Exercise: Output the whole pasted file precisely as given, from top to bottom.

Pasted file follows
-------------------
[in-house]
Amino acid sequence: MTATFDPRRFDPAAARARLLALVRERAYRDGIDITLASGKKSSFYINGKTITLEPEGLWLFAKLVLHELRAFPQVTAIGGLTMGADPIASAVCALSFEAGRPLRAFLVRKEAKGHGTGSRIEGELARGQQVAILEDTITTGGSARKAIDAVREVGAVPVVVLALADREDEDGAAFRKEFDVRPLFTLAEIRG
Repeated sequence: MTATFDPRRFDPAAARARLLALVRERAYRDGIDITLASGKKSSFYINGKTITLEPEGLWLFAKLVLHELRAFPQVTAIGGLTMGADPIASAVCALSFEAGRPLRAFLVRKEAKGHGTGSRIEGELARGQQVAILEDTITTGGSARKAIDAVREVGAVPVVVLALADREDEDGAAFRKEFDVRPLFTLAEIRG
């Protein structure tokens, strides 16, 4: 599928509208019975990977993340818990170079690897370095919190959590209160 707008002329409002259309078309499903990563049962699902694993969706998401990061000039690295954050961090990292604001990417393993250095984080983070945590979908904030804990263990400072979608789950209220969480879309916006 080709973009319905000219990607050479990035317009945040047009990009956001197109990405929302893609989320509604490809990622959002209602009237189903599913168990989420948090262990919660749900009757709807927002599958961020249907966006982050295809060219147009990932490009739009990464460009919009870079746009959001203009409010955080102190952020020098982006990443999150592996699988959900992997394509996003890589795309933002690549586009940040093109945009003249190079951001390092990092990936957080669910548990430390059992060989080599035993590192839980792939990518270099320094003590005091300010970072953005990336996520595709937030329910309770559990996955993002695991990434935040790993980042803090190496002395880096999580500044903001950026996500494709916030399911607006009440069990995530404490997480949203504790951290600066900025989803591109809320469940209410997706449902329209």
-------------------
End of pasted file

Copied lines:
[in-house]
Amino acid sequence: MTATFDPRRFDPAAARARLLALVRERAYRDGIDITLASGKKSSFYINGKTITLEPEGLWLFAKLVLHELRAFPQVTAIGGLTMGADPIASAVCALSFEAGRPLRAFLVRKEAKGHGTGSRIEGELARGQQVAILEDTITTGGSARKAIDAVREVGAVPVVVLALADREDEDGAAFRKEFDVRPLFTLAEIRG
Repeated sequence: MTATFDPRRFDPAAARARLLALVRERAYRDGIDITLASGKKSSFYINGKTITLEPEGLWLFAKLVLHELRAFPQVTAIGGLTMGADPIASAVCALSFEAGRPLRAFLVRKEAKGHGTGSRIEGELARGQQVAILEDTITTGGSARKAIDAVREVGAVPVVVLALADREDEDGAAFRKEFDVRPLFTLAEIRG
């Protein structure tokens, strides 16, 4: 599928509208019975990977993340818990170079690897370095919190959590209160 707008002329409002259309078309499903990563049962699902694993969706998401990061000039690295954050961090990292604001990417393993250095984080983070945590979908904030804990263990400072979608789950209220969480879309916006 080709973009319905000219990607050479990035317009945040047009990009956001197109990405929302893609989320509604490809990622959002209602009237189903599913168990989420948090262990919660749900009757709807927002599958961020249907966006982050295809060219147009990932490009739009990464460009919009870079746009959001203009409010955080102190952020020098982006990443999150592996699988959900992997394509996003890589795309933002690549586009940040093109945009003249190079951001390092990092990936957080669910548990430390059992060989080599035993590192839980792939990518270099320094003590005091300010970072953005990336996520595709937030329910309770559990996955993002695991990434935040790993980042803090190496002395880096999580500044903001950026996500494709916030399911607006009440069990995530404490997480949203504790951290600066900025989803591109809320469940209410997706449902329209």